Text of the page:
Picture 1 and 2: Leaflet found inside the book whose title page is shown in picture three, bought from an online used book shop. The book belongs to a series of books “Bücher der neuen Anthropologie und Biologie” (“Books of the new anthropology and biology”, edited by the biologist and philosopher Hans André from 1925 to 1934). It advertises the first 7 books from this series. The book whose title page is shown is the 8th in the series. By online library catalog research, I could find 3 more titles in this series:
Volume 9: Karl Beurlen u. Hans André: “Das Gesetz der Überwindbarkeit des Todes in der Biologie” (1933)
Volume 10: Armin Müller: “Ganzheitsbiologie und Ethik” (1933)
Volume 11: Hedwig Conrad-Martius: Die ‘Seele’ der Pflanze (1934)
A few notes on the authors (to be extended):
André, Hans, Dr.
Biologist, Botanist, Philosopher, 24.03.1891, Kaiserslautern – 26.07.1966, Bonn
Letters by Hans André in archives catalogued on Kalliope:
Record in the database of the Deutsche Nationalbibliothek about him:
Literature by Hans André (including books edited by him and cooperations) (catalogue of Deutsche Nationalbibliothek):
[Andrés Philosophie des Lebens]
La philosophie de la vie de Hans André
Siewerth, Gustav. – Paris : Desclée de Brouwer, 
He is also mentioned in: JOACHIM FISCHER. “Philosophische Anthropologie. Eine Denkrichtung des 20. Jahrhunderts“ (https://www.degruyter.com/view/j/srsr.2009.32.issue-3/srsr.2009.32.3.293/srsr.2009.32.3.293.xml) (excerpts available on Google books).
According to Fischer, he seems to have been exchanging letters with Adolf Portmann. André seems to have been part of the circle around Scheeler in Cologne. He was influenced by Helmuth Plessner, who, according to Georg Toepfer’s “Historisches Wörterbuch der Biologie” (article “Vitalismus”) can also be viewed as belonging into the complex of vitalism. (Toepfer does not mention André.)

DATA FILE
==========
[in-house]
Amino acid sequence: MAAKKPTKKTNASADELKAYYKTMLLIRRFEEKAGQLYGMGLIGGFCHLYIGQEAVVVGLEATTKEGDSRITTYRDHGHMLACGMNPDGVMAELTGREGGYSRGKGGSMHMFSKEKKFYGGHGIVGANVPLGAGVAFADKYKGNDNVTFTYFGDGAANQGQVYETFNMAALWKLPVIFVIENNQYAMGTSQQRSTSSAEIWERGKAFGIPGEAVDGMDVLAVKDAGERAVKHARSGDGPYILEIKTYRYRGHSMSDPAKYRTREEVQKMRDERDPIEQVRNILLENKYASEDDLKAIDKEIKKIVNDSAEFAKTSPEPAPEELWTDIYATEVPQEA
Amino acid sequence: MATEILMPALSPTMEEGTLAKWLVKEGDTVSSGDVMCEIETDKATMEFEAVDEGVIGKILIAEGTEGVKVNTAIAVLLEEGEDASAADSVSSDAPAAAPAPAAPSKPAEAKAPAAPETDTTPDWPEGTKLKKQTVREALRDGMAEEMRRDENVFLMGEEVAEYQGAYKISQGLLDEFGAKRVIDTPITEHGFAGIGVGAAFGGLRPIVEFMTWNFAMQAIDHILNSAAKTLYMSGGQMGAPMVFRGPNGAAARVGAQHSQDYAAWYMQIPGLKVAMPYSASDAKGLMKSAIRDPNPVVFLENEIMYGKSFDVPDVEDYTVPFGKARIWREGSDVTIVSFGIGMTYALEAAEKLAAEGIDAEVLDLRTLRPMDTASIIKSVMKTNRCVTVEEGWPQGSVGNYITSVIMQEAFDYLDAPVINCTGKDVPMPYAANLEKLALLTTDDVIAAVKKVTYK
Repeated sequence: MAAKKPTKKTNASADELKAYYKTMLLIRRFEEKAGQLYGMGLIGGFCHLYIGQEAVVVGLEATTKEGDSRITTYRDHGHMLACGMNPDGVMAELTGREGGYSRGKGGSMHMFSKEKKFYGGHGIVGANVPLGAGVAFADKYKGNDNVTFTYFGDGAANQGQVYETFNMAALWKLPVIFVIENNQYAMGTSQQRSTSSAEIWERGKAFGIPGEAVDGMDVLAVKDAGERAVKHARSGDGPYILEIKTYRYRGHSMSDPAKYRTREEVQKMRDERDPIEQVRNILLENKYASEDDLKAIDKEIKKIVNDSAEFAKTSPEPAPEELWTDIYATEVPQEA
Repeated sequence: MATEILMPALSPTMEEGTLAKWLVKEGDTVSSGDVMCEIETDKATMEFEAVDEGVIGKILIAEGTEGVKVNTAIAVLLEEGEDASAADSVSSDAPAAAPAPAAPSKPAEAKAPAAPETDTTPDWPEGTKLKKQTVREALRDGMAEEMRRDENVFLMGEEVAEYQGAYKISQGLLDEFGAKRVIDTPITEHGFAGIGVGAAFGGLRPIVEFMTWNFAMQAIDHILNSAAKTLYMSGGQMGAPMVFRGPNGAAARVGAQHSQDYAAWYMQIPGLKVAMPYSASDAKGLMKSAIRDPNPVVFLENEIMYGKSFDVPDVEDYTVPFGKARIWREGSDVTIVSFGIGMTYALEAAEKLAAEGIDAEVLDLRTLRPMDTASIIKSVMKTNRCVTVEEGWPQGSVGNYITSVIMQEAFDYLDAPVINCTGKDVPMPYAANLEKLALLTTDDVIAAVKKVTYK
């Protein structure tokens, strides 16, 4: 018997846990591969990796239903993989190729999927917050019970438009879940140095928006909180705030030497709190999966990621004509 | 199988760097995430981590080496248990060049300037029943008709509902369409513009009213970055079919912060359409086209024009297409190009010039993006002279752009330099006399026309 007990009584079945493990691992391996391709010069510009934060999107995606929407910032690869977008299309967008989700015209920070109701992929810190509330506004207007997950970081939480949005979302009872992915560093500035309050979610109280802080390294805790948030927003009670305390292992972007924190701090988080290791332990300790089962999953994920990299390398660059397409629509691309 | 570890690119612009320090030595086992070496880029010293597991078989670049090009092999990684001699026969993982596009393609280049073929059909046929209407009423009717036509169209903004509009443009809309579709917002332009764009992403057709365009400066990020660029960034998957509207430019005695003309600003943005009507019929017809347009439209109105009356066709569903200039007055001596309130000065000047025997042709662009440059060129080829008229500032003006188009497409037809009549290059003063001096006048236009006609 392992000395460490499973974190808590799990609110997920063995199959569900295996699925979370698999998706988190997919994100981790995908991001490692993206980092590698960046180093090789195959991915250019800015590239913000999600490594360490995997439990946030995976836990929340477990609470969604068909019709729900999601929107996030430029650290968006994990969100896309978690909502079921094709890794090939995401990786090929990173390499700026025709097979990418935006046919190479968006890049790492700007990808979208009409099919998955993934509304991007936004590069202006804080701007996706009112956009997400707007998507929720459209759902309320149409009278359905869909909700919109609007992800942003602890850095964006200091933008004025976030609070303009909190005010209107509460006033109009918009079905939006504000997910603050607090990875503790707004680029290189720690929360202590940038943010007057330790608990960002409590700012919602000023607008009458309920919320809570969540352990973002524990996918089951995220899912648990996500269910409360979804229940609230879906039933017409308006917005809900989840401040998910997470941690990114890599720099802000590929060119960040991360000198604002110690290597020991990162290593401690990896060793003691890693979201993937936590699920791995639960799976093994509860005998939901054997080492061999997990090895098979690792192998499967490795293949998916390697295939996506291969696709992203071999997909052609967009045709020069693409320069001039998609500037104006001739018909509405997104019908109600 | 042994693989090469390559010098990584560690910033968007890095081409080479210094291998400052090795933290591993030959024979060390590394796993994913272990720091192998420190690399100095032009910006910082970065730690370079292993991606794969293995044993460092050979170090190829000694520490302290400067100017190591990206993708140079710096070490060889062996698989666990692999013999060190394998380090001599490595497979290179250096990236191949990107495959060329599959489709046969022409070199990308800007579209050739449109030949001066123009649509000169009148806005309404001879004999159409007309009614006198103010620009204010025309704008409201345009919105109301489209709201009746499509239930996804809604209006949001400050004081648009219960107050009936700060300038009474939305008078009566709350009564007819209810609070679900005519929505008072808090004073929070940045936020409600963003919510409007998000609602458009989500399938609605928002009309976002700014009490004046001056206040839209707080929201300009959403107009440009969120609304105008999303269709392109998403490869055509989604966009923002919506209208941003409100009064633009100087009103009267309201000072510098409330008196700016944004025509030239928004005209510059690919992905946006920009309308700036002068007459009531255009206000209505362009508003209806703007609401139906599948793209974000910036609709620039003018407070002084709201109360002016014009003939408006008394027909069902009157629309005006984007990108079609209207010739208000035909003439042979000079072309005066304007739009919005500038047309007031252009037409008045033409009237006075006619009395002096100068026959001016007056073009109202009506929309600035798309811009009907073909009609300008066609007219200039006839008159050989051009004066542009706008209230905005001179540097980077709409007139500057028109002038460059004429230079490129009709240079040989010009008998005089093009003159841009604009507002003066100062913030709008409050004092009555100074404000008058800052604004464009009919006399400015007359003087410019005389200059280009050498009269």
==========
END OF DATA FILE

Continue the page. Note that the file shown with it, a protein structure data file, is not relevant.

André seems to come out of an Aristotelian/Neo-Thomist Katholic direction.
Stölzle, Remigius, Prof. Dr.
* 23. November 1856 in Ob/Baden; † 23. Juli 1921 in Würzburg. Philosopher. professor in Würzburg.
Also seems to come out of an Aristotelian/Neo-Thomist Katholic direction.
More research required. The second publication listed by the Deutsche Nationalbibliothek might be from a different author. He seems to have been a biologist.
F. J. J. Buytendijk
1887-1974. Professor of philosophy in Groningen (according to the leaflet). According to Fischer, Andé translatet volume 6 into German (so probably the other book (volume 5) was also translated by André).
Biologist, katholic theologist. 1859-1931 (or 1932).
Biographical data not certain, more research required. According to the leaflet he was a botanist. The entry in the Deutsche Nationalbibliothek seems to confuse him with an artist of the same name.
1888 – 1967.
Belongs into the vicinity of the Spannkreis, around Othmar Spann.
von Brandenstein, Béla, Dr.
1901 – 1989. German-Hungarian philosopher. He was professor in Hungary. Fled Hungary in 1944 and became professor of philosophy in Saarbrücken, Germany.
His ideas are vitalistic, but he does not share the Aristotelian/neo-Thomist approach of André. In the preface to the book (volume 8 of the series), André somewhat distances himself from von Brandenstein, whose views he did not share but found worth publishing in his series.